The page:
Boomerang Commerce looks to make e-commerce smarter
Boomerang Commerce, a Mountain View, Calif.-based machine-learning tech company’s latest tool for suppliers is aiming to make it easy to maximize e-commerce growth. The company’s CommerceIQ platform is designed to use machine learning to analyze variables in real-time to recommend and automate sales, marketing and operations actions to drive growth on e-commerce channels, the company said.
“We are on a mission to empower our brand manufacturer customers with the technology they need to deliver jaw-dropping, profitable growth,” Boomerang Commerce CEO Guru Hariharan said. “Through our investment in machine learning and data science, we aspire to be the most trusted technology partner for brands – first in the context of e-commerce and eventually for omnichannel retail.”
The company noted that currently, more than half of U.S. retail purchases are made online or influenced by e-commerce, and 67% of millennials prefer online shopping to the brick-and-mortar store. With online sales at the mercy of search ranking, paid media, inventory levels, pricing wars and customer reviews, Boomerang Commerce said companies need a solution that focus on winning strategies while using technology to automate everything else.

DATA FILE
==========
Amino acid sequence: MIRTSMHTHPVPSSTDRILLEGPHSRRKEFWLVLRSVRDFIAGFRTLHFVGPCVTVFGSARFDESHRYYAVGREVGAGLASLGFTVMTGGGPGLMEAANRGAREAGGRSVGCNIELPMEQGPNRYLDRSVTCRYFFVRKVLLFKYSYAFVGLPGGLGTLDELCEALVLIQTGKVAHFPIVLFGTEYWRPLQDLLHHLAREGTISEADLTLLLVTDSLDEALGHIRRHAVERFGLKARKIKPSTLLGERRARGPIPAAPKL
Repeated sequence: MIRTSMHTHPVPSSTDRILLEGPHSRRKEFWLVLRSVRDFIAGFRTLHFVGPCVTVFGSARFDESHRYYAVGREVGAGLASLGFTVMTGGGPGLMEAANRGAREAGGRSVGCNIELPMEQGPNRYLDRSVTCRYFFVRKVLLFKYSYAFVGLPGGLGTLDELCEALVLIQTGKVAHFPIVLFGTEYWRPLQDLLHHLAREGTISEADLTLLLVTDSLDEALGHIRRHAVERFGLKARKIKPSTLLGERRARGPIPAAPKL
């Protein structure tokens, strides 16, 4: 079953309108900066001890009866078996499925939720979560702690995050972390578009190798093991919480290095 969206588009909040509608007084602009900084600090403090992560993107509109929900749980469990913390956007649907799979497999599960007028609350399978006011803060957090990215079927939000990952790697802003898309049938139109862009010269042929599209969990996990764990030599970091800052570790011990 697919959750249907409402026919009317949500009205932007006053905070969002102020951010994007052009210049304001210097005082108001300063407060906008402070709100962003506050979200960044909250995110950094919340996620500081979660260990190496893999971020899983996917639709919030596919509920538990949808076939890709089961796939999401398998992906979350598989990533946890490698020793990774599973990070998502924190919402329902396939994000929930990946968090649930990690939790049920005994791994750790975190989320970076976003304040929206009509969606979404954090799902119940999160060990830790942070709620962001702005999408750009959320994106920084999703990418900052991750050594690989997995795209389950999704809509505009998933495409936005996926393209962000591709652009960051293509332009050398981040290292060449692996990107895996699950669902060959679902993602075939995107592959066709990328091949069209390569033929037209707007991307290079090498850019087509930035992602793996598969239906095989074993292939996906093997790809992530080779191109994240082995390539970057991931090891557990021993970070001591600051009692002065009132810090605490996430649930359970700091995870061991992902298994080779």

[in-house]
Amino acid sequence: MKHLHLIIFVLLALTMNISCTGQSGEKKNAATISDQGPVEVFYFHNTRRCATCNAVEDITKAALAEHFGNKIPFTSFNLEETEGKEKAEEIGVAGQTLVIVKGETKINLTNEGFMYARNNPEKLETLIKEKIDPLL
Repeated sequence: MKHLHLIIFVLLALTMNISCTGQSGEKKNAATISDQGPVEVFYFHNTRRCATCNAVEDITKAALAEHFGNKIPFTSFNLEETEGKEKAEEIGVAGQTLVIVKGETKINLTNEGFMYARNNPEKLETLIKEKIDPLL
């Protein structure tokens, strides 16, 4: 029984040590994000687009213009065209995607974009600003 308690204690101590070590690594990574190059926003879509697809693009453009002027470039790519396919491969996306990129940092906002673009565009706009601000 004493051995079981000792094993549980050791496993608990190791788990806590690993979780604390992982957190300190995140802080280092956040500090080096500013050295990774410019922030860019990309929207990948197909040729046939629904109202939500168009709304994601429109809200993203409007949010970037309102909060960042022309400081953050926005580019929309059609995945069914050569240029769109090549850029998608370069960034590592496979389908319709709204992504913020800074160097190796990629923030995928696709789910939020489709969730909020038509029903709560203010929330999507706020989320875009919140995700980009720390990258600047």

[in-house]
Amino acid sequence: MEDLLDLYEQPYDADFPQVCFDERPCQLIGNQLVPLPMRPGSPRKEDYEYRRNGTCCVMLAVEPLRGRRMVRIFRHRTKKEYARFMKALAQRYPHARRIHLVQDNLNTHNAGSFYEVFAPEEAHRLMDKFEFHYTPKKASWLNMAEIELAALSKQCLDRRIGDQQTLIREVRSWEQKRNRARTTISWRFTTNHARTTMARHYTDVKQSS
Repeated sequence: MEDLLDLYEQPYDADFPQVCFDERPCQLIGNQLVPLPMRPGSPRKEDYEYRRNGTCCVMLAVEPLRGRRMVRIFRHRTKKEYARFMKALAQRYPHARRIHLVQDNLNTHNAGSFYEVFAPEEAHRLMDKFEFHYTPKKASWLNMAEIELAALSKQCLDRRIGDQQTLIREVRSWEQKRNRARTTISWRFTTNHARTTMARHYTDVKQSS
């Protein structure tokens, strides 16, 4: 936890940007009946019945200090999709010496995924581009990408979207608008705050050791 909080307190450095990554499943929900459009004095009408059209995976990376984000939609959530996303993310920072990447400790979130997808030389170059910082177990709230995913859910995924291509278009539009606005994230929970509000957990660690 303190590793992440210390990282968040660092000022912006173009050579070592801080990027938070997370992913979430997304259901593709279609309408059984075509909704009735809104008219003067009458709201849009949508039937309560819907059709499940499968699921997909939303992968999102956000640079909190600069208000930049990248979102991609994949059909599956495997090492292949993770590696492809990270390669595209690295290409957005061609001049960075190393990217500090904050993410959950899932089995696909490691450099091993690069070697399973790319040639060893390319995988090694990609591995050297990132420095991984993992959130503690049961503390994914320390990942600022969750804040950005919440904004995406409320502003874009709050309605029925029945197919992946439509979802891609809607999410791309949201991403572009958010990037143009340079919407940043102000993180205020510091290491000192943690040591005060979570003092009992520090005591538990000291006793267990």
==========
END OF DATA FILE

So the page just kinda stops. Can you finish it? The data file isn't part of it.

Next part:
The CommerceIQ platform includes three applications – one for sales, one for marketing and one for operations. The sales application takes action to improve search ranking and shopper conversion, the marketing application automates ad bidding on Amazon Marketing Services and balances ad spend with retailer profitability and in-stock levels. The operations application can predict out-of-stock situations to avoid products being de-listed and can provide supply chain teams with solutions targeted at digital-first retail, the company said.
“At Campbell, we are setting the pace to meet the consumer wherever they are – online or in traditional retail locations,” Campbell Soup’s vice president of e-commerce business team Veeral Shah said. “Through Boomerang’s CommerceIQ, we can automate real-time actions rooted in consumer data and insights so a brand like Pepperidge Farm Goldfish can remain the number one cracker on Amazon.com.”
Kimberly-Clark’s Amrit Patil, vice president of customer development, said, “Making data-driven decisions through platforms such as Boomerang’s CommerceIQ helps us drive our e-commerce agenda forward.”